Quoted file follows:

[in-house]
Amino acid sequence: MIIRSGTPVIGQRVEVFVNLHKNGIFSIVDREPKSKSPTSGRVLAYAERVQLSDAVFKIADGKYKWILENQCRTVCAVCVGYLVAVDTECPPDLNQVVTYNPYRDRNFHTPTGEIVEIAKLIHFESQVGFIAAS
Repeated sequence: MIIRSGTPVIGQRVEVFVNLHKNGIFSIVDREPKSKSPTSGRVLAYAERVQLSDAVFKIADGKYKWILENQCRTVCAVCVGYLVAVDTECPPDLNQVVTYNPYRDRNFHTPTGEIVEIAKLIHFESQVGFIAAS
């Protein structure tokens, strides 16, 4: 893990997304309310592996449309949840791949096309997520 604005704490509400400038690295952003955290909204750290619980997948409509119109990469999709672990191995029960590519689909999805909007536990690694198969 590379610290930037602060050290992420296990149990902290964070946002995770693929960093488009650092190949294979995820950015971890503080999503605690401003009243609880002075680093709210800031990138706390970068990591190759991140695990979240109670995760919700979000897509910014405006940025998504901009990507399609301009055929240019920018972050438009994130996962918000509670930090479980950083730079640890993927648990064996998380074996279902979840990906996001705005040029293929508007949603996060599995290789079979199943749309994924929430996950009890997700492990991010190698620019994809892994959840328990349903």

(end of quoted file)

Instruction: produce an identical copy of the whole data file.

[in-house]
Amino acid sequence: MIIRSGTPVIGQRVEVFVNLHKNGIFSIVDREPKSKSPTSGRVLAYAERVQLSDAVFKIADGKYKWILENQCRTVCAVCVGYLVAVDTECPPDLNQVVTYNPYRDRNFHTPTGEIVEIAKLIHFESQVGFIAAS
Repeated sequence: MIIRSGTPVIGQRVEVFVNLHKNGIFSIVDREPKSKSPTSGRVLAYAERVQLSDAVFKIADGKYKWILENQCRTVCAVCVGYLVAVDTECPPDLNQVVTYNPYRDRNFHTPTGEIVEIAKLIHFESQVGFIAAS
């Protein structure tokens, strides 16, 4: 893990997304309310592996449309949840791949096309997520 604005704490509400400038690295952003955290909204750290619980997948409509119109990469999709672990191995029960590519689909999805909007536990690694198969 590379610290930037602060050290992420296990149990902290964070946002995770693929960093488009650092190949294979995820950015971890503080999503605690401003009243609880002075680093709210800031990138706390970068990591190759991140695990979240109670995760919700979000897509910014405006940025998504901009990507399609301009055929240019920018972050438009994130996962918000509670930090479980950083730079640890993927648990064996998380074996279902979840990906996001705005040029293929508007949603996060599995290789079979199943749309994924929430996950009890997700492990991010190698620019994809892994959840328990349903």